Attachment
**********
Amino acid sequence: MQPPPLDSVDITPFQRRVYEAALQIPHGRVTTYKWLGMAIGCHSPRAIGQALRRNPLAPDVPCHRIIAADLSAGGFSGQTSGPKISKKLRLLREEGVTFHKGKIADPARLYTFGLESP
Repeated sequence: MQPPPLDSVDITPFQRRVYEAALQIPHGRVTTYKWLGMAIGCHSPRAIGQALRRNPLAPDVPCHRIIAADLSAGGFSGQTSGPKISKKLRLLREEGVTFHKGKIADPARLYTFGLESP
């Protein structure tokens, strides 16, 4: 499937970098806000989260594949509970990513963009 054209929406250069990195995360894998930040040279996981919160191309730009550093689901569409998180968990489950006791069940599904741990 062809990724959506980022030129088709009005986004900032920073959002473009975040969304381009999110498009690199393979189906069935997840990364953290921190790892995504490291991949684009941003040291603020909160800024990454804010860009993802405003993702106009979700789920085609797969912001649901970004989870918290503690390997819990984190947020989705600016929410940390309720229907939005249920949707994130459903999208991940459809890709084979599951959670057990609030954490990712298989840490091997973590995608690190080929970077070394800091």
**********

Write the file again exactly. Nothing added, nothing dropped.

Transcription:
Amino acid sequence: MQPPPLDSVDITPFQRRVYEAALQIPHGRVTTYKWLGMAIGCHSPRAIGQALRRNPLAPDVPCHRIIAADLSAGGFSGQTSGPKISKKLRLLREEGVTFHKGKIADPARLYTFGLESP
Repeated sequence: MQPPPLDSVDITPFQRRVYEAALQIPHGRVTTYKWLGMAIGCHSPRAIGQALRRNPLAPDVPCHRIIAADLSAGGFSGQTSGPKISKKLRLLREEGVTFHKGKIADPARLYTFGLESP
């Protein structure tokens, strides 16, 4: 499937970098806000989260594949509970990513963009 054209929406250069990195995360894998930040040279996981919160191309730009550093689901569409998180968990489950006791069940599904741990 062809990724959506980022030129088709009005986004900032920073959002473009975040969304381009999110498009690199393979189906069935997840990364953290921190790892995504490291991949684009941003040291603020909160800024990454804010860009993802405003993702106009979700789920085609797969912001649901970004989870918290503690390997819990984190947020989705600016929410940390309720229907939005249920949707994130459903999208991940459809890709084979599951959670057990609030954490990712298989840490091997973590995608690190080929970077070394800091």